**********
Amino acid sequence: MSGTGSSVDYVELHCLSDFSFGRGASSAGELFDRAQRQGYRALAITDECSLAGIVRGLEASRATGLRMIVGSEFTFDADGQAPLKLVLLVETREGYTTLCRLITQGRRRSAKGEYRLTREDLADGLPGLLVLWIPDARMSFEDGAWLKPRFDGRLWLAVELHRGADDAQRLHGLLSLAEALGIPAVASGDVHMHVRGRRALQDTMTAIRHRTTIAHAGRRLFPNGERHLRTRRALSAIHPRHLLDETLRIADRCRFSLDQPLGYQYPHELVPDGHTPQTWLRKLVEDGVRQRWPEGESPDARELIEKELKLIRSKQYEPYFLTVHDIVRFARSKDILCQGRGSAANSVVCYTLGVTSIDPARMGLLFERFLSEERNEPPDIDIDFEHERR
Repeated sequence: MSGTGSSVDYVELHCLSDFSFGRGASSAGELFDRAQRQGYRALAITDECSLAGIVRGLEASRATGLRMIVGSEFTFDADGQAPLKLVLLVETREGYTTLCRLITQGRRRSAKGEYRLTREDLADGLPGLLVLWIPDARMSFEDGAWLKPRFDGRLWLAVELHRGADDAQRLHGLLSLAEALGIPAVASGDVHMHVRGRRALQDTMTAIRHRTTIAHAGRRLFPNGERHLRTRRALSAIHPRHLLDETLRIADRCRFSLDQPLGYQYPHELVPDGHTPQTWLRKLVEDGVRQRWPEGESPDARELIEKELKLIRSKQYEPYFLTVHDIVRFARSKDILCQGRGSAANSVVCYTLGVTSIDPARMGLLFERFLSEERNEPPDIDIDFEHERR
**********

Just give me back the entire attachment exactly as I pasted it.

Amino acid sequence: MSGTGSSVDYVELHCLSDFSFGRGASSAGELFDRAQRQGYRALAITDECSLAGIVRGLEASRATGLRMIVGSEFTFDADGQAPLKLVLLVETREGYTTLCRLITQGRRRSAKGEYRLTREDLADGLPGLLVLWIPDARMSFEDGAWLKPRFDGRLWLAVELHRGADDAQRLHGLLSLAEALGIPAVASGDVHMHVRGRRALQDTMTAIRHRTTIAHAGRRLFPNGERHLRTRRALSAIHPRHLLDETLRIADRCRFSLDQPLGYQYPHELVPDGHTPQTWLRKLVEDGVRQRWPEGESPDARELIEKELKLIRSKQYEPYFLTVHDIVRFARSKDILCQGRGSAANSVVCYTLGVTSIDPARMGLLFERFLSEERNEPPDIDIDFEHERR
Repeated sequence: MSGTGSSVDYVELHCLSDFSFGRGASSAGELFDRAQRQGYRALAITDECSLAGIVRGLEASRATGLRMIVGSEFTFDADGQAPLKLVLLVETREGYTTLCRLITQGRRRSAKGEYRLTREDLADGLPGLLVLWIPDARMSFEDGAWLKPRFDGRLWLAVELHRGADDAQRLHGLLSLAEALGIPAVASGDVHMHVRGRRALQDTMTAIRHRTTIAHAGRRLFPNGERHLRTRRALSAIHPRHLLDETLRIADRCRFSLDQPLGYQYPHELVPDGHTPQTWLRKLVEDGVRQRWPEGESPDARELIEKELKLIRSKQYEPYFLTVHDIVRFARSKDILCQGRGSAANSVVCYTLGVTSIDPARMGLLFERFLSEERNEPPDIDIDFEHERR